A New Method for Predicting Shoreline Positions from Historical Data

Michael S. Fenster, Robert Dolan, John F. Elder


Shoreline rate-of-change values are routinely extrapolated into the future in order to predict the expected location of a shoreline. These rate values represent linear summaries of the processes, which have impacted the coast through time, as implicitly reflected in historical shoreline position/time data. The reliability of using linear methods for predicting future shoreline positions decreases for shorelines which behave in a nonlinear, cyclic, or chaotic manner. The goal of extrapolation is to provide the best estimate of future shoreline behavior as based on the past. Since the magnitude and direction of a long-term trend can be called into question by short-term changes, identifying the timing, persistence, and cause of a short-term change is critical for predicting a shoreline's future.


We have developed a robust linear prediction method in order to detect short-term changes in the long-term trend. This procedure identifies the linear or high-order polynomial model which best fits the data according to the Minimum Description Length (MDL) criterion. According to this method, however, only linear models are extrapolated for predictions. For non-linear models, the date at the most recent critical point is considered the approximate timing of a trend reversal. Two lines are used for extrapolation of non-linear models: One in which all pre-change data are weighted to zero i.e., old data are not believed to contribute useful information about the future) and one in which all pre-change data are assigned increasing weights (from 0 to 1) until a line is selected according to the MDL criterion. In the latter case, the old data are believed partially to contribute useful information about the future. By using a line or pair of lines for extrapolation, along with knowledge of the process-response system (if known), problems implicit in using non-linear models for predictions are avoided.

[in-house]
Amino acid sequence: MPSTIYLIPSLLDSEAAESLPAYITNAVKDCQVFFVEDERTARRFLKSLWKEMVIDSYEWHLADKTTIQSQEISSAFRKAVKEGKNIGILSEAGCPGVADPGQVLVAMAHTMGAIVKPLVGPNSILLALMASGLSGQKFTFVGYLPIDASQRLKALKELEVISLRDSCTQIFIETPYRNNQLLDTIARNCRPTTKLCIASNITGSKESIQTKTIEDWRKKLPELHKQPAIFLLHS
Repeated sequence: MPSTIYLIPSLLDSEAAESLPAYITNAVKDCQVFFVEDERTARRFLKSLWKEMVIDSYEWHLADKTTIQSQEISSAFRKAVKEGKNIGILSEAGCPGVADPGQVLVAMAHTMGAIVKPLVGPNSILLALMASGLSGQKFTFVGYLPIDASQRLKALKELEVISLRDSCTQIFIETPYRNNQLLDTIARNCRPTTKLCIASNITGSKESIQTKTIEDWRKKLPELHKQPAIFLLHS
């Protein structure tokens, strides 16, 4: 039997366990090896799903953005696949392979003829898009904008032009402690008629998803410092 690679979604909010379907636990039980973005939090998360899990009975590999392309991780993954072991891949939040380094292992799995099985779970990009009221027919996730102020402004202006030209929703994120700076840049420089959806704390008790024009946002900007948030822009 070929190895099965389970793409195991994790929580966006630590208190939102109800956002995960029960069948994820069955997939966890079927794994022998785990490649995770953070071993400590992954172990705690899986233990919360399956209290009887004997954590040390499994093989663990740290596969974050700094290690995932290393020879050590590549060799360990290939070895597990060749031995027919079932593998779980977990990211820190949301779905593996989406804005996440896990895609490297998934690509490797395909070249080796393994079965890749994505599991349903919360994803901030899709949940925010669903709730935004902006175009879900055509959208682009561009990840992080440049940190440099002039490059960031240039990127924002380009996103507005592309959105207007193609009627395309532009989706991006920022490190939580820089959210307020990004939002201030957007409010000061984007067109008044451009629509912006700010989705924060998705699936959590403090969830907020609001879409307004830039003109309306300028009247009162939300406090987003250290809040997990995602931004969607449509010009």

In our study, we have applied this shoreline prediction procedure to a segment of the Texas Gulf coast and the North Carolina barrier island system. Of the selected sample sites, 14% showed linear behavior according to the MDL criterion, 21% had a single change in the long-term trend (quadratic), and 65% displayed two major changes in the long-term trend (cubic).



Coastal setback; shoreline model selection; shoreline prediction; linear regression; shoreline rate-of-change

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